British brands feature on digitally printed tins from William Say
William Say, independent can maker in central London, has manufactured bespoke tins for an iconic brand partnership between paint specialists Farrow & Ball and Liberty, a luxury department store in London.
Farrow & Ball has released a range of limited-edition tin designs to celebrate the partnership and each sample pot, which will be available from farrow-ball.com, Farrow & Ball showrooms, selected stockists, and Liberty, features one of store’s iconic heritage interior prints.
“This is a particularly special project,” said Stuart Wilkinson, sales and marketing director at William Say. “It blends the heritage of two great British brands, Liberty and Farrow & Ball, but also required state-of-the-art technology to create these outstanding tins.”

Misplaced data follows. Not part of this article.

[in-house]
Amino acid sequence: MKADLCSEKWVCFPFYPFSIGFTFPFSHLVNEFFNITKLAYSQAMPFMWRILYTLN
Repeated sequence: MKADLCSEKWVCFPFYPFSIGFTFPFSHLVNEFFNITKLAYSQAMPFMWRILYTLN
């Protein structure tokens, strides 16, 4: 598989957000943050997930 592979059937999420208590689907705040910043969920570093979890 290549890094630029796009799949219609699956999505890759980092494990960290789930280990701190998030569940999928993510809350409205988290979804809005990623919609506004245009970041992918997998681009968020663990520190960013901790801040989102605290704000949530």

William Say’s miniature lever lid tins, which are 57mm in diameter (100ml) and made at its Bermondsey factory using solar energy, were digitally printed using Fujifilm Acuity B1 by Tinmasters at its plant in Swansea.
“It was only by harnessing the power of digital printing that this collaboration was possible as it meant we were accurately able to replicate the precise colours of Liberty interior fabric prints. Traditional offset printing would not have been able to pin-point the exact match, been too complex to set up and ultimately, too costly.”
William Say has pioneered digital printing technology, firstly on a project for another London brand, Fortnum and Mason, when the store was looking to produce a short run of giant hot chocolate tins across four designs.
Last Christmas, the company also made and commissioned 100 unique tins as gifts for Fortnum and Mason customers, each one carrying a unique series number and printed in full colour.
The new Farrow & Ball curated by Liberty tins showcase a distinct pattern which is fully randomised, so any colour from the edit of 15 paint colours will highlight a different Liberty interior fabric print. This is another feature only made possible by using digital printing.
Wilkinson continued: “On each tinplate sheet were able to line up alternate patterns to be printed, ensuring the final tins were truly randomised when finished. In total, there are six Liberty interior fabric patterns to collect.”